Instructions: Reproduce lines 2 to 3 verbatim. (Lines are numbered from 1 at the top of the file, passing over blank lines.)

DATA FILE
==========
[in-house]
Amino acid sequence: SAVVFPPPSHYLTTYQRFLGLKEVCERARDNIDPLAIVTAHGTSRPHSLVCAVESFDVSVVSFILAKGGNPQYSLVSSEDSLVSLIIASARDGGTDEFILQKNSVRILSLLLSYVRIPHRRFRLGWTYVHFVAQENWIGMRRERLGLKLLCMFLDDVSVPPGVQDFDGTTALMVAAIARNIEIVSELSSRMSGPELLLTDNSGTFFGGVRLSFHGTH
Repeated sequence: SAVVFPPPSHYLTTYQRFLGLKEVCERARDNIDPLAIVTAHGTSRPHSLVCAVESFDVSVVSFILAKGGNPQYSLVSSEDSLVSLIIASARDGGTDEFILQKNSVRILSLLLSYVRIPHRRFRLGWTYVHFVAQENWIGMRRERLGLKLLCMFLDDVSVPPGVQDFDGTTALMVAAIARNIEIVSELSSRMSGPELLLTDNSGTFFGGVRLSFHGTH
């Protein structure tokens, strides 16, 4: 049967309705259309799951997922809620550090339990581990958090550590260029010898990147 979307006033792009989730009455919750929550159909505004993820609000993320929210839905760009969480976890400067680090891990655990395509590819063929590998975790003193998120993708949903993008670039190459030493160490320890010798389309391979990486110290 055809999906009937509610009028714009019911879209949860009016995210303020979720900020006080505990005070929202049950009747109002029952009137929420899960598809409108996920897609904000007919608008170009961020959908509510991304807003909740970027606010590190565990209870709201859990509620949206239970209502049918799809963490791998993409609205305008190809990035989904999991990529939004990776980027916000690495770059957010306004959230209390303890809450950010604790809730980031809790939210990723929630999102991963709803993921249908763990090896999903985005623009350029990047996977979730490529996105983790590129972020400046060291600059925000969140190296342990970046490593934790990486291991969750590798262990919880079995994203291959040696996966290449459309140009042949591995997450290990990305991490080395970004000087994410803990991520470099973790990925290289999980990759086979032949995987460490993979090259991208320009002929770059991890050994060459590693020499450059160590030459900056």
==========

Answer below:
Amino acid sequence: SAVVFPPPSHYLTTYQRFLGLKEVCERARDNIDPLAIVTAHGTSRPHSLVCAVESFDVSVVSFILAKGGNPQYSLVSSEDSLVSLIIASARDGGTDEFILQKNSVRILSLLLSYVRIPHRRFRLGWTYVHFVAQENWIGMRRERLGLKLLCMFLDDVSVPPGVQDFDGTTALMVAAIARNIEIVSELSSRMSGPELLLTDNSGTFFGGVRLSFHGTH
Repeated sequence: SAVVFPPPSHYLTTYQRFLGLKEVCERARDNIDPLAIVTAHGTSRPHSLVCAVESFDVSVVSFILAKGGNPQYSLVSSEDSLVSLIIASARDGGTDEFILQKNSVRILSLLLSYVRIPHRRFRLGWTYVHFVAQENWIGMRRERLGLKLLCMFLDDVSVPPGVQDFDGTTALMVAAIARNIEIVSELSSRMSGPELLLTDNSGTFFGGVRLSFHGTH